Anyway, here's the link:


Wednesday, August 22, 2012

How to Make It In Game Reviews

So you're sitting at home, reading Drake's Flames, and you notice that I get a lot of games for free. And then you start thinking, and you say to yourself, 'I am a good writer. Why are people not sending free games to my house?' And then you are saying, 'Maybe because I have no idea how to become an instant success and have free product pouring into my house in a metaphorical flood of Biblical proportions.' Well, I have some advice, and my first suggestion is that you should stop talking to yourself. Your dogs think you'll take them for a walk, and your mom is starting to worry.

Don't worry. I do have some other advice.

1. Use BoardGameGeek. If you want to be popular enough that people send you lots and lots of stuff, you have to be someplace you can get noticed. The best place on the planet to get noticed is BGG, where drooling potato-heads can review things and get free games in the mail. I've seen it. Those spit-cup halfwits write thoroughly boring, dry-as-hell reviews and people fall all over themselves to tell them how awesome they are.

Whatever you do, do not start your own blog. Every fourth person in the world right now has a board game blog, and 99% of them are pure refried ass. If you want to just talk about what happened the last time you played Agricola, write up a session report and post it at BoardGameGeek. If you absolutely must have a blog, start one that is hosted by BoardGameGeek.

If you start your own blog, you can count on a readership as high as seven, possibly eight if your mom knows how to use the Internet. And allow me to assure you that being able to count your readers on your fingers is not a good way to get people to send you free games. Toiling in obscurity may be great for Russian novelists, but it is not very useful for people who want to actually get free games before they die.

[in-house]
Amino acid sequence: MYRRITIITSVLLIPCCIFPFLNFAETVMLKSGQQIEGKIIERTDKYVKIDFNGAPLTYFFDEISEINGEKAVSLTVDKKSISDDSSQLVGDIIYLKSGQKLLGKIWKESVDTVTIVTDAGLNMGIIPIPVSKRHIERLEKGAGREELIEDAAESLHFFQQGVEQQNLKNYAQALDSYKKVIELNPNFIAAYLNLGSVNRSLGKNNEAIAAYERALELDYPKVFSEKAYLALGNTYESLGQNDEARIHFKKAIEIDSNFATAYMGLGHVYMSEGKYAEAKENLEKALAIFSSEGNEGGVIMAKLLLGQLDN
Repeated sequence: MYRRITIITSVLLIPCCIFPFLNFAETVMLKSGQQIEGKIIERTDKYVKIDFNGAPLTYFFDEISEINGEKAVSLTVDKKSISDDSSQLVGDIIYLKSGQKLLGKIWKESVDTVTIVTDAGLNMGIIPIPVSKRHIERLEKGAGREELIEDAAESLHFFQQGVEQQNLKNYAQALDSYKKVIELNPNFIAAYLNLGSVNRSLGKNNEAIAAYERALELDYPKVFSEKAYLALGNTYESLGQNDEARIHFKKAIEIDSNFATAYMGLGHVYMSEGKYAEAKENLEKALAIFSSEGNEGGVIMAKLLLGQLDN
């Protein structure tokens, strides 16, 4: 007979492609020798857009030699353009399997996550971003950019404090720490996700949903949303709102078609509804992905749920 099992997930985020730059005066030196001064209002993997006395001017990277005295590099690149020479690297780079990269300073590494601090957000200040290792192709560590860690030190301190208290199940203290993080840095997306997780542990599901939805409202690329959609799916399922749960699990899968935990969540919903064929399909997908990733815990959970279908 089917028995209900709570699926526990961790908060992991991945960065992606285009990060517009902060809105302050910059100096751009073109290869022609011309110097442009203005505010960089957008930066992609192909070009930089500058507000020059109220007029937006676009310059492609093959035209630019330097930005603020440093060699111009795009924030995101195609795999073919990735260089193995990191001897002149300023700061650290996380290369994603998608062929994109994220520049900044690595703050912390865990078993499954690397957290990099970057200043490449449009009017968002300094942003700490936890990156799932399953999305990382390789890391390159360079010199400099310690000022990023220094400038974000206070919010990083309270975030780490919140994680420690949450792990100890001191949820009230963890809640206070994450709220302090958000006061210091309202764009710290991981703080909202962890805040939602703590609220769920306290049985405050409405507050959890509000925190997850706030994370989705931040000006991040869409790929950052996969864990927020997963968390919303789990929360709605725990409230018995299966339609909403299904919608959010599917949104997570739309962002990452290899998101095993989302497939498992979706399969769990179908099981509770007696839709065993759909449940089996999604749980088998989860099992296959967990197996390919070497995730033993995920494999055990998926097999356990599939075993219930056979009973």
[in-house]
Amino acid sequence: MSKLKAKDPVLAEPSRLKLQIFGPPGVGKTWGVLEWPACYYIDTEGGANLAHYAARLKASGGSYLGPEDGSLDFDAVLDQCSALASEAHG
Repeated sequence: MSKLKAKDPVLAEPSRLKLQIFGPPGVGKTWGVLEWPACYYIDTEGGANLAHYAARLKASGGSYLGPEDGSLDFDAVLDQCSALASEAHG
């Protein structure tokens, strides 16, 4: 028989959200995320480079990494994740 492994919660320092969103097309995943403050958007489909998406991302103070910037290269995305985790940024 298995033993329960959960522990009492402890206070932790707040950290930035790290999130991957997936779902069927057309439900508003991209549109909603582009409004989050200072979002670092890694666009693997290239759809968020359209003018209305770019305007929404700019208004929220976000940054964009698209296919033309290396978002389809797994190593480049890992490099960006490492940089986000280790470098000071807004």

2. Do video reviews. Seriously, nobody reads any more. They just watch videos on the Internet because it is a lot less work than exercising their language skills. When you have spent eight hours hard at work in a cubicle, staring at a monitor and trying to pretend you're busy, taking the ten minutes it would take to read a game review is just too much effort. Instead, people take those ten minutes and watch a video of another person playing a game and then talking about it.

If you do decide to make video reviews, it hardly matters if you are interesting. People will just drool on their keyboards and watch your review, even if you are slightly less compelling than a fourth-grader reciting the pledge of allegiance. It is important to show all the pieces that are in the box. You don't actually even have to convey an opinion, if you do a really good job of showing off the stuff in the box. Seriously. There are very popular video reviewers who don't actually create reviews. And they get free games because they are so very popular.